His company, NTT DoCoMo Inc., is after all Japan’s largest cell-phone operator, and its phenomenally successful wireless Internet connection service – i-mode – has already attracted more than 19 million subscribers in Japan just two years since its launch.
I-mode enables mobile phone, PC and PDA users to access a blizzard of online services such as e-mail, mobile banking, ticket reservation and news and stock updates (Tachikawa declares that he himself uses i-mode to monitor the stock price of NTT DoCoMo).
Part of i-mode’s appeal lies in its packet data transmission technology, which allows users to be charged only for how much information they retrieve, not how long they are online.
Since assuming the role of president of DoCoMo in June 1998, 62-year-old Tachikawa has adopted a proactive approach to seeking out the right foreign partners, and that includes the Netherlands’ KPN Mobile and UK’s Hutchinson 3G.
In November last year, NTT DoCoMo took a 20% stake in Taiwan’s KG Telecommunication for US$510 million. Under the terms of this partnership, a Chinese language version of the i-mode platform will be developed, signaling the beginning of DoCoMo’s foray into the mainland China market.
Also, in February this year, DoCoMo purchased AT&T Wireless tracking stock and warrants for a whopping US$9.8 billion. The two companies plan to jointly develop the U.S. mobile multimedia market as well as promote the spread of W-CDMA (Wideband Code Division Multiple Access) technology in the U.S. market.
Tachikawa has said that he will continue DoCoMo’s buying spree into 2001 in Asia.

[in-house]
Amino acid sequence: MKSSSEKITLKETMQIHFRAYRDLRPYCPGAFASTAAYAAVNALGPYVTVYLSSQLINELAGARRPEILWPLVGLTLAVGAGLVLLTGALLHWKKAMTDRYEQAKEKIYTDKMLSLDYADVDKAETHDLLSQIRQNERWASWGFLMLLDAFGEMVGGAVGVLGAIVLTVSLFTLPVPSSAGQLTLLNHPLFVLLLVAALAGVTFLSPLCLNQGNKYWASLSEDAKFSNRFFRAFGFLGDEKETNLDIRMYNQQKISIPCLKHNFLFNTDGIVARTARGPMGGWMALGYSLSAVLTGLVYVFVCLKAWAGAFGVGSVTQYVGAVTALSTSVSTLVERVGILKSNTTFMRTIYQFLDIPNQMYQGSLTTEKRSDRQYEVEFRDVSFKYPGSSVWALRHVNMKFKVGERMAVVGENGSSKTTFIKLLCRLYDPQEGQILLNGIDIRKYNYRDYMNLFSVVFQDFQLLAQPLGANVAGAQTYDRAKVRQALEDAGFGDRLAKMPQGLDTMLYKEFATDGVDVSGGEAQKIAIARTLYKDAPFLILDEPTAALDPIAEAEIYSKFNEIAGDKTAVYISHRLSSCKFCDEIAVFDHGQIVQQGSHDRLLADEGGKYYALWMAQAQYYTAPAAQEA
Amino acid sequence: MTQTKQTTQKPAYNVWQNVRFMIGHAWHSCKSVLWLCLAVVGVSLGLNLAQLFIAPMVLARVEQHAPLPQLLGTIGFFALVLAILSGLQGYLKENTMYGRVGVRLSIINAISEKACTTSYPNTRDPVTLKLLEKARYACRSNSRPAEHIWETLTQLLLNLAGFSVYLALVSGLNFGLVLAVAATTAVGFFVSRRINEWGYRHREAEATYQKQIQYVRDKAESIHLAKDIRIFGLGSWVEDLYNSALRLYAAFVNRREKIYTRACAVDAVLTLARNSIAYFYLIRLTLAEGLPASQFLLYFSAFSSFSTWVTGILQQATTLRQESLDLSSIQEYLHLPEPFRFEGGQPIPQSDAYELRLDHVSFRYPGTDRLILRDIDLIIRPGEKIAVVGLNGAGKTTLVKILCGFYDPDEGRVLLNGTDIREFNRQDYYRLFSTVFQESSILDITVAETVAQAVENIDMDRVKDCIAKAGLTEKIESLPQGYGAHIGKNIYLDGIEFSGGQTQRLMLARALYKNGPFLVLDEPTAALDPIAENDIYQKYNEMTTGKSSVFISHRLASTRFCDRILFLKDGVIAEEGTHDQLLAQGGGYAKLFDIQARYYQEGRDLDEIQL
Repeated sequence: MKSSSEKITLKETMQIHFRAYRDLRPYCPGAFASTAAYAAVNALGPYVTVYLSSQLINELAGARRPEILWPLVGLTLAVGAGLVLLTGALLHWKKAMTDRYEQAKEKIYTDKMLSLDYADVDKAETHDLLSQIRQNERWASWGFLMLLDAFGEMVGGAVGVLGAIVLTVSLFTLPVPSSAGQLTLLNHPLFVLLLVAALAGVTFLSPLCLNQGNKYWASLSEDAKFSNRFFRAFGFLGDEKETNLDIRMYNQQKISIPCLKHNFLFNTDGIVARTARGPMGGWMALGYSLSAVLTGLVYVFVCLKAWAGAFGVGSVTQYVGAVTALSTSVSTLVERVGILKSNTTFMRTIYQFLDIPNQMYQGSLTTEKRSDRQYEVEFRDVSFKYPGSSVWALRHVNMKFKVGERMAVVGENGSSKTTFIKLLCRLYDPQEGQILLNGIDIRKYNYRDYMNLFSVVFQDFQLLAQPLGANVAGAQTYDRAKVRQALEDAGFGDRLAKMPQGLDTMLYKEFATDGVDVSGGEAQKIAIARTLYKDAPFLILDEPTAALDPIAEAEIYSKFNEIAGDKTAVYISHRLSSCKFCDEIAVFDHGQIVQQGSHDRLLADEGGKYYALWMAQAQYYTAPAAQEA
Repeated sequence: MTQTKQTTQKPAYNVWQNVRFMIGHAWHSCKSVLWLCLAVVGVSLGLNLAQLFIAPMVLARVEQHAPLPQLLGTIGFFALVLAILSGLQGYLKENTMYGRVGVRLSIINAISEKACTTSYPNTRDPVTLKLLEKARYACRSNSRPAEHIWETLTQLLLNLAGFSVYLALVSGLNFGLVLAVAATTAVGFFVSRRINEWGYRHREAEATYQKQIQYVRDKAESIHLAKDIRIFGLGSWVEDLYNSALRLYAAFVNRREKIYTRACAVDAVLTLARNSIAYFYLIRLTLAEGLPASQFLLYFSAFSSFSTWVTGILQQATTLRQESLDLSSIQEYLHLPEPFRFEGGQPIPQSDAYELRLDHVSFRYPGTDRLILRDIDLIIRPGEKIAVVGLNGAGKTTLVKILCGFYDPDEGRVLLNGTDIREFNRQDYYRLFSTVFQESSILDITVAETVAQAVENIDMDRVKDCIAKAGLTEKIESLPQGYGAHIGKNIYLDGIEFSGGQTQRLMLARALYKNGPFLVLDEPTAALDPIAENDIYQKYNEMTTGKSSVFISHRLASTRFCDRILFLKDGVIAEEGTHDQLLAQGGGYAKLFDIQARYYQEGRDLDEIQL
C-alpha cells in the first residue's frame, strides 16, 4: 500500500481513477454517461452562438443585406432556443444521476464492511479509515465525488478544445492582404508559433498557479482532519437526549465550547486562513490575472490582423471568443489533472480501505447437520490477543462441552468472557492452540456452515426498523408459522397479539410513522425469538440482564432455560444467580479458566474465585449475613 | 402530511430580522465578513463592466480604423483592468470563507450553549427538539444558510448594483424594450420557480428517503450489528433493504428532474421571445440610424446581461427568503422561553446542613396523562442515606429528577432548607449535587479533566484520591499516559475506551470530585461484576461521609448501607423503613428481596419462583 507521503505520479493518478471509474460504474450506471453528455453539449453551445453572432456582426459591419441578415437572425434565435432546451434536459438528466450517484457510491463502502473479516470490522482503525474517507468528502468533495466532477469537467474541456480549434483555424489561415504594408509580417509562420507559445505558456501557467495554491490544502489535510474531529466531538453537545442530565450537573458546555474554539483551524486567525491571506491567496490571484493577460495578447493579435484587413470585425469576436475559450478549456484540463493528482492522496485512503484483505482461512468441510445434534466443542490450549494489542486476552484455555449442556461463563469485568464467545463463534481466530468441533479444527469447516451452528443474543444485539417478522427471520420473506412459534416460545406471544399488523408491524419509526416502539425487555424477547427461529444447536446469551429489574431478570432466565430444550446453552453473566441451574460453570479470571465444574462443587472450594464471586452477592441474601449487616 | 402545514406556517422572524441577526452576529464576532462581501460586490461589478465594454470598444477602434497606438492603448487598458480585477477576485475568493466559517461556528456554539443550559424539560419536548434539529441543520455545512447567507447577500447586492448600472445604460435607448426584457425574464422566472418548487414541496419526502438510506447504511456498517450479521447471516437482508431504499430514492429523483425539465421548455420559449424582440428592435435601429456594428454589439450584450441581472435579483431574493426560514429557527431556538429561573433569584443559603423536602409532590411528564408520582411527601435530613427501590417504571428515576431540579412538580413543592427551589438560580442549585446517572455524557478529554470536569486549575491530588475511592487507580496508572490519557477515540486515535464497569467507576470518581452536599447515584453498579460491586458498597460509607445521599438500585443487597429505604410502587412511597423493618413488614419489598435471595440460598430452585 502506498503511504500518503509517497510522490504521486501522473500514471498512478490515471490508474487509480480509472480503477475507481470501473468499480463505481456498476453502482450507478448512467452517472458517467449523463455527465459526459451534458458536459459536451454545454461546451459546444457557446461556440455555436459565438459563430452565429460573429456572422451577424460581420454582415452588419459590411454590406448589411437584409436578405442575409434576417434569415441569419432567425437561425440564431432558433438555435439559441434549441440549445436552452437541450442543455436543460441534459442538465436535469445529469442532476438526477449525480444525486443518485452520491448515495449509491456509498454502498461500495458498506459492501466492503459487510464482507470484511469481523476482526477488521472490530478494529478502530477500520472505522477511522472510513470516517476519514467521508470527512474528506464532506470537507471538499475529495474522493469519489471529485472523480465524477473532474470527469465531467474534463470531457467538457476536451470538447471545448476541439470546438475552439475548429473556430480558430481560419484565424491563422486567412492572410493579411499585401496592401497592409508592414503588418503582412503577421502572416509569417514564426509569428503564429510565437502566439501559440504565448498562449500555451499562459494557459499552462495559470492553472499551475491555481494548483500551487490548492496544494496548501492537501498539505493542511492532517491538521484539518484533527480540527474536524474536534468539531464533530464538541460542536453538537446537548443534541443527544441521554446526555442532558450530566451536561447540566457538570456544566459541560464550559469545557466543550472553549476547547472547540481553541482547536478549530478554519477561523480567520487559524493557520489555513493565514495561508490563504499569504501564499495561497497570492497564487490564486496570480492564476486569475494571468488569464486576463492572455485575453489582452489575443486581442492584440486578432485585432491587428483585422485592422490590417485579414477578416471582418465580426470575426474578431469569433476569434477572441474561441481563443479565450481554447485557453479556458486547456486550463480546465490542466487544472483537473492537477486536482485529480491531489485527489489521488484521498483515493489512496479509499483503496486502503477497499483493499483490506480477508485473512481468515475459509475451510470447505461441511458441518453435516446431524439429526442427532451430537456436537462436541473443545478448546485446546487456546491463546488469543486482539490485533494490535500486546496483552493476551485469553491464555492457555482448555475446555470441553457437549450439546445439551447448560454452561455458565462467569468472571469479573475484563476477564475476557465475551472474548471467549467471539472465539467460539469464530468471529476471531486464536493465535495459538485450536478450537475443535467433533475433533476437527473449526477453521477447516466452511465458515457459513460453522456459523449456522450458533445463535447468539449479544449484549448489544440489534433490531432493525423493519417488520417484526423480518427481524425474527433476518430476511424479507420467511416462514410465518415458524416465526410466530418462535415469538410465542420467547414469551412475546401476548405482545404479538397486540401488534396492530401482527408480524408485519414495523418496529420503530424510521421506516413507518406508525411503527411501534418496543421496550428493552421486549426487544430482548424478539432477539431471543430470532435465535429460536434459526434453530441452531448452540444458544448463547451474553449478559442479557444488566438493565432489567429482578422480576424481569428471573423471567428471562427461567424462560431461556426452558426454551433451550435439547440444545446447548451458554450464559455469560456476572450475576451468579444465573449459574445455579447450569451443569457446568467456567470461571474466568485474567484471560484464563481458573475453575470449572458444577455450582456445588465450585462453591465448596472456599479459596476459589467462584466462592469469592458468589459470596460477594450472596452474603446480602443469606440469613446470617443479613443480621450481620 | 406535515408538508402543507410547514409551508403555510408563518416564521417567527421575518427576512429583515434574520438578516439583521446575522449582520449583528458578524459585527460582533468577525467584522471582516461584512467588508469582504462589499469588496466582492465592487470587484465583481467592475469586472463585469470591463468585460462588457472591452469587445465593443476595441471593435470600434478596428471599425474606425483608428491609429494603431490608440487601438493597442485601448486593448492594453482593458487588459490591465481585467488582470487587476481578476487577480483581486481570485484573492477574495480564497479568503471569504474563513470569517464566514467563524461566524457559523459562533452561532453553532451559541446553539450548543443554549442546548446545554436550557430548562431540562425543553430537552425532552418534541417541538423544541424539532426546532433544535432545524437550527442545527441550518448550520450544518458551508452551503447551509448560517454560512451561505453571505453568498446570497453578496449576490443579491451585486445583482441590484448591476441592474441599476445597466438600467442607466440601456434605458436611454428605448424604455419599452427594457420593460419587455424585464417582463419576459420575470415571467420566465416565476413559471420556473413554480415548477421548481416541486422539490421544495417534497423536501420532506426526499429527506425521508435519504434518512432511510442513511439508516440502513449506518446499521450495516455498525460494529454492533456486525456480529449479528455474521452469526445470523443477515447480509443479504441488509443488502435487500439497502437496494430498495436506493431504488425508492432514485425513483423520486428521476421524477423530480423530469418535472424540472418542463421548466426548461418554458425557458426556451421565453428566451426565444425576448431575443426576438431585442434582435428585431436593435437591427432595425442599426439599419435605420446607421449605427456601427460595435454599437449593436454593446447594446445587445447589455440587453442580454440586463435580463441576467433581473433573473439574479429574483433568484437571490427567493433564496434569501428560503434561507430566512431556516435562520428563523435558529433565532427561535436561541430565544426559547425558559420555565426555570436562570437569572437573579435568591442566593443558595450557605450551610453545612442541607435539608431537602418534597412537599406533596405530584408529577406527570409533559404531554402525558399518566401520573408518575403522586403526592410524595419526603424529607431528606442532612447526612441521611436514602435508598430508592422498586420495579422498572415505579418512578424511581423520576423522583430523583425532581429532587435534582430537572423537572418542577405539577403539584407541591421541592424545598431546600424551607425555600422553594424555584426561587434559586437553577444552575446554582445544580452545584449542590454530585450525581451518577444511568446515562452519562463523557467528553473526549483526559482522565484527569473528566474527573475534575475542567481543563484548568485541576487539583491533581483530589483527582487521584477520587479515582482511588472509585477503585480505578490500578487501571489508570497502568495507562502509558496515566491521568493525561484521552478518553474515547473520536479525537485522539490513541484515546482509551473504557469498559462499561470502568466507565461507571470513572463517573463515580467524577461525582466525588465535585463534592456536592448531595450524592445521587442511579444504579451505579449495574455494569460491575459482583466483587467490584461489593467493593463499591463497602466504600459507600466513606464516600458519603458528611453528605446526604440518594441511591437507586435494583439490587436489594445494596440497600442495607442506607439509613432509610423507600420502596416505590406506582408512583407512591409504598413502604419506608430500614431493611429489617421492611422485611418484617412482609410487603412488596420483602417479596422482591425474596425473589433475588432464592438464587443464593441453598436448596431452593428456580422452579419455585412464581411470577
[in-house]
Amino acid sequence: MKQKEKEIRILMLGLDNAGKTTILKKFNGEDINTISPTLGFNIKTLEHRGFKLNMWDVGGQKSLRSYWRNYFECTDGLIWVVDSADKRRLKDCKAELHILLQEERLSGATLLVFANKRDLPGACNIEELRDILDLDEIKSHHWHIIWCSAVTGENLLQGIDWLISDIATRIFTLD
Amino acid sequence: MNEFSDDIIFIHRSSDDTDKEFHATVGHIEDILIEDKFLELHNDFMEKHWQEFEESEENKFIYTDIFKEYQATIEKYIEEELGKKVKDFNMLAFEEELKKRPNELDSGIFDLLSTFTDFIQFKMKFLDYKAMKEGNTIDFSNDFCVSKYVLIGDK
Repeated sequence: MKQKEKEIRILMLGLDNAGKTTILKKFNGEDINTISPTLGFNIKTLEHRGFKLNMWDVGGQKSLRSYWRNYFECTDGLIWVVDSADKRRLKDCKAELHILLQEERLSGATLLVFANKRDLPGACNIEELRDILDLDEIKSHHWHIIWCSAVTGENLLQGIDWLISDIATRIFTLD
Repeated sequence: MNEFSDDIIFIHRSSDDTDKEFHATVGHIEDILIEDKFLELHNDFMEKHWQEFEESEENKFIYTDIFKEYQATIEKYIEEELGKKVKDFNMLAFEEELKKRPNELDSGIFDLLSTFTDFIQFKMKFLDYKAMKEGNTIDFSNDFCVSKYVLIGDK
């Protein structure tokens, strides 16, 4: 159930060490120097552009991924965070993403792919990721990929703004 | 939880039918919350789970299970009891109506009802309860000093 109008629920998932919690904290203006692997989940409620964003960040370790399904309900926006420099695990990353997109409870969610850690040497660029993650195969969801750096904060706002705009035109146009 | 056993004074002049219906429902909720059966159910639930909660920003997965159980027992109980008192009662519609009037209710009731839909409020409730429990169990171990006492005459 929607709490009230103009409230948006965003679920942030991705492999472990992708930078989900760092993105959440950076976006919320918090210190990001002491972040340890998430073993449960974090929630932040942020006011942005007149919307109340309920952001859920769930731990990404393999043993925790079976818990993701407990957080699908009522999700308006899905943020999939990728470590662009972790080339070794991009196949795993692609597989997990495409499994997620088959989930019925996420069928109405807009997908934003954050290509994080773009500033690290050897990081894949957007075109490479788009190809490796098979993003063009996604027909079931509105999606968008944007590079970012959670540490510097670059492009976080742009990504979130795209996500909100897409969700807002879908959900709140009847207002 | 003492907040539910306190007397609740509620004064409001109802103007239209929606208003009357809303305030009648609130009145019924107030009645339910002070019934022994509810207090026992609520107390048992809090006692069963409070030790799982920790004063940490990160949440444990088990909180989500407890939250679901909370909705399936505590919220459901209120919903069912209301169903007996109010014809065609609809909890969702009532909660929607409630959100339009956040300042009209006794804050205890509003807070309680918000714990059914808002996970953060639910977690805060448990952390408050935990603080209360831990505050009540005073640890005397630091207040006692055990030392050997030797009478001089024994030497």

He is expected to commercially launch what is claimed to be the world’s first commercial rollout of a third generation network in Tokyo this May.
This W-CDMA network promises data transmission speed and Internet access to both text and graphics-based information many times higher than what is available today.
Tachiwaka hopes that this standard will eliminate the existing disparity between i-mode, GSM and a host of other mobile standards, and become the eventual integrated global standard for wireless Internet access.
Tachikawa declares that he himself uses i-mode to monitor the stock price of NTT DoCoMo
The new service will allow users to send voice, video as well as music clips on handheld gadgets.
Naturally, Tachikawa has no intention of stopping at third-generation technology. He plans to begin development of fourth-generation technology in three to four year’s time. This technology is expected to deliver transmission speeds of 20 megabits per second, 10 times higher than what third-generation technology can provide.
If you are in the cell phone business, that alone is worth dying for. – Ariel Tam, ZDNetAsia